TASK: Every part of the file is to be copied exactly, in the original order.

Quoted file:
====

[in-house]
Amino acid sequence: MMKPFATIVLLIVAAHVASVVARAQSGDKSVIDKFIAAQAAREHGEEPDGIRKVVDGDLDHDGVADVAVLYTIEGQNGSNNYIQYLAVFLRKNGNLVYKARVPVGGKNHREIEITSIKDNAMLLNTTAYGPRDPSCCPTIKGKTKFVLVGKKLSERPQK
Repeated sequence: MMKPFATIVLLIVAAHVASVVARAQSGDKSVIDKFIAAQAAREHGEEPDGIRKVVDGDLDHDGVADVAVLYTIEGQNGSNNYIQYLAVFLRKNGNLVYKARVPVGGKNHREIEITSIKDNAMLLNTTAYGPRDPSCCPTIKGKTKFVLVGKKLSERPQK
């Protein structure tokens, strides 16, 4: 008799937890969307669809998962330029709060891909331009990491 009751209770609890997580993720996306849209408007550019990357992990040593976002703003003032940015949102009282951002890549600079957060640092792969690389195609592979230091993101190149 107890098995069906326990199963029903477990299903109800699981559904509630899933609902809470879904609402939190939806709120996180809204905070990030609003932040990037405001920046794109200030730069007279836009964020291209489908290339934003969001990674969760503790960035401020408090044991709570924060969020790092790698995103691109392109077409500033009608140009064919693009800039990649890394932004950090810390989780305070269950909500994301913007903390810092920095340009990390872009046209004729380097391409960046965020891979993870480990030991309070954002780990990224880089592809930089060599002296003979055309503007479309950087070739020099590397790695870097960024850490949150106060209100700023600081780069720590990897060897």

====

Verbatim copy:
[in-house]
Amino acid sequence: MMKPFATIVLLIVAAHVASVVARAQSGDKSVIDKFIAAQAAREHGEEPDGIRKVVDGDLDHDGVADVAVLYTIEGQNGSNNYIQYLAVFLRKNGNLVYKARVPVGGKNHREIEITSIKDNAMLLNTTAYGPRDPSCCPTIKGKTKFVLVGKKLSERPQK
Repeated sequence: MMKPFATIVLLIVAAHVASVVARAQSGDKSVIDKFIAAQAAREHGEEPDGIRKVVDGDLDHDGVADVAVLYTIEGQNGSNNYIQYLAVFLRKNGNLVYKARVPVGGKNHREIEITSIKDNAMLLNTTAYGPRDPSCCPTIKGKTKFVLVGKKLSERPQK
């Protein structure tokens, strides 16, 4: 008799937890969307669809998962330029709060891909331009990491 009751209770609890997580993720996306849209408007550019990357992990040593976002703003003032940015949102009282951002890549600079957060640092792969690389195609592979230091993101190149 107890098995069906326990199963029903477990299903109800699981559904509630899933609902809470879904609402939190939806709120996180809204905070990030609003932040990037405001920046794109200030730069007279836009964020291209489908290339934003969001990674969760503790960035401020408090044991709570924060969020790092790698995103691109392109077409500033009608140009064919693009800039990649890394932004950090810390989780305070269950909500994301913007903390810092920095340009990390872009046209004729380097391409960046965020891979993870480990030991309070954002780990990224880089592809930089060599002296003979055309503007479309950087070739020099590397790695870097960024850490949150106060209100700023600081780069720590990897060897």